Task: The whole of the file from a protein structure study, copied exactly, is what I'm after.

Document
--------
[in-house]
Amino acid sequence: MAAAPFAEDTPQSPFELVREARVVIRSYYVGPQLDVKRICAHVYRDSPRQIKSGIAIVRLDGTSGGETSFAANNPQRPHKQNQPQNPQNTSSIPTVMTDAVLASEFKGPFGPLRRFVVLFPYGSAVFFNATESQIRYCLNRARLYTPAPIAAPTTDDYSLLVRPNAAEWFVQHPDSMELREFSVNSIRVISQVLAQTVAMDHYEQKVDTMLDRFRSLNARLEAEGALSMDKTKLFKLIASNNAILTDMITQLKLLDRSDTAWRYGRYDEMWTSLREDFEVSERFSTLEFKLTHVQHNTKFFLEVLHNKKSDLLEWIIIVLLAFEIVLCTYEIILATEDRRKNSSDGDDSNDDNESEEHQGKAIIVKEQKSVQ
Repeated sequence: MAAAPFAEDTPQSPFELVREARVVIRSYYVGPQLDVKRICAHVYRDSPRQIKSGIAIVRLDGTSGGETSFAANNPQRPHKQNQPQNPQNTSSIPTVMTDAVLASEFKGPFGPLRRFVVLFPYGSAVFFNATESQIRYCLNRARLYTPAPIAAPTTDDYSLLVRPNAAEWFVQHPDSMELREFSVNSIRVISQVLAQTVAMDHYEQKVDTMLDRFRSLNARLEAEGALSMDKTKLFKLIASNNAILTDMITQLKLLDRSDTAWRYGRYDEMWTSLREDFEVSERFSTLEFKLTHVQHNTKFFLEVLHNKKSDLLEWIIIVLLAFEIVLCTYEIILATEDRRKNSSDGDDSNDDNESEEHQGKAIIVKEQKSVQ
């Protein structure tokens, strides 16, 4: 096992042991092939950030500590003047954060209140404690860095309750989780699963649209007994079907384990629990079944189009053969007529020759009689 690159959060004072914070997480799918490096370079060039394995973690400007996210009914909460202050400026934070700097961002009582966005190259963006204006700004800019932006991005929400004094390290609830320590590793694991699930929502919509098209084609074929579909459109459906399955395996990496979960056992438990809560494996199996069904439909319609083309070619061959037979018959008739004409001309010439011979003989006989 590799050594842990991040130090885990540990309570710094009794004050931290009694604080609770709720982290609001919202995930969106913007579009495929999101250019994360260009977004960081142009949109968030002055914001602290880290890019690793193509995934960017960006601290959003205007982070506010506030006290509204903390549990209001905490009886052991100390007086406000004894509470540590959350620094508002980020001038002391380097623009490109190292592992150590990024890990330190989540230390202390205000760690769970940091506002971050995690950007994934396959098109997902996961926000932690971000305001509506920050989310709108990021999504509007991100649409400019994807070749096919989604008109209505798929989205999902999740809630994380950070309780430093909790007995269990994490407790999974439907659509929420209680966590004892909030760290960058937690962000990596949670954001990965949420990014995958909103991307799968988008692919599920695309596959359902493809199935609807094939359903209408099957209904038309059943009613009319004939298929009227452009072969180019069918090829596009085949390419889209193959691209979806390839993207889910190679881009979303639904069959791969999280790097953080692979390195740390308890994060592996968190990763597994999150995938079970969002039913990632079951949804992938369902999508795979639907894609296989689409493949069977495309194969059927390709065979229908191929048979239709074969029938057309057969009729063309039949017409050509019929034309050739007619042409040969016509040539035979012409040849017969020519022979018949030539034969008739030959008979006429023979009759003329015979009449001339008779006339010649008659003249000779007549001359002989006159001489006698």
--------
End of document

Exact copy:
[in-house]
Amino acid sequence: MAAAPFAEDTPQSPFELVREARVVIRSYYVGPQLDVKRICAHVYRDSPRQIKSGIAIVRLDGTSGGETSFAANNPQRPHKQNQPQNPQNTSSIPTVMTDAVLASEFKGPFGPLRRFVVLFPYGSAVFFNATESQIRYCLNRARLYTPAPIAAPTTDDYSLLVRPNAAEWFVQHPDSMELREFSVNSIRVISQVLAQTVAMDHYEQKVDTMLDRFRSLNARLEAEGALSMDKTKLFKLIASNNAILTDMITQLKLLDRSDTAWRYGRYDEMWTSLREDFEVSERFSTLEFKLTHVQHNTKFFLEVLHNKKSDLLEWIIIVLLAFEIVLCTYEIILATEDRRKNSSDGDDSNDDNESEEHQGKAIIVKEQKSVQ
Repeated sequence: MAAAPFAEDTPQSPFELVREARVVIRSYYVGPQLDVKRICAHVYRDSPRQIKSGIAIVRLDGTSGGETSFAANNPQRPHKQNQPQNPQNTSSIPTVMTDAVLASEFKGPFGPLRRFVVLFPYGSAVFFNATESQIRYCLNRARLYTPAPIAAPTTDDYSLLVRPNAAEWFVQHPDSMELREFSVNSIRVISQVLAQTVAMDHYEQKVDTMLDRFRSLNARLEAEGALSMDKTKLFKLIASNNAILTDMITQLKLLDRSDTAWRYGRYDEMWTSLREDFEVSERFSTLEFKLTHVQHNTKFFLEVLHNKKSDLLEWIIIVLLAFEIVLCTYEIILATEDRRKNSSDGDDSNDDNESEEHQGKAIIVKEQKSVQ
């Protein structure tokens, strides 16, 4: 096992042991092939950030500590003047954060209140404690860095309750989780699963649209007994079907384990629990079944189009053969007529020759009689 690159959060004072914070997480799918490096370079060039394995973690400007996210009914909460202050400026934070700097961002009582966005190259963006204006700004800019932006991005929400004094390290609830320590590793694991699930929502919509098209084609074929579909459109459906399955395996990496979960056992438990809560494996199996069904439909319609083309070619061959037979018959008739004409001309010439011979003989006989 590799050594842990991040130090885990540990309570710094009794004050931290009694604080609770709720982290609001919202995930969106913007579009495929999101250019994360260009977004960081142009949109968030002055914001602290880290890019690793193509995934960017960006601290959003205007982070506010506030006290509204903390549990209001905490009886052991100390007086406000004894509470540590959350620094508002980020001038002391380097623009490109190292592992150590990024890990330190989540230390202390205000760690769970940091506002971050995690950007994934396959098109997902996961926000932690971000305001509506920050989310709108990021999504509007991100649409400019994807070749096919989604008109209505798929989205999902999740809630994380950070309780430093909790007995269990994490407790999974439907659509929420209680966590004892909030760290960058937690962000990596949670954001990965949420990014995958909103991307799968988008692919599920695309596959359902493809199935609807094939359903209408099957209904038309059943009613009319004939298929009227452009072969180019069918090829596009085949390419889209193959691209979806390839993207889910190679881009979303639904069959791969999280790097953080692979390195740390308890994060592996968190990763597994999150995938079970969002039913990632079951949804992938369902999508795979639907894609296989689409493949069977495309194969059927390709065979229908191929048979239709074969029938057309057969009729063309039949017409050509019929034309050739007619042409040969016509040539035979012409040849017969020519022979018949030539034969008739030959008979006429023979009759003329015979009449001339008779006339010649008659003249000779007549001359002989006159001489006698």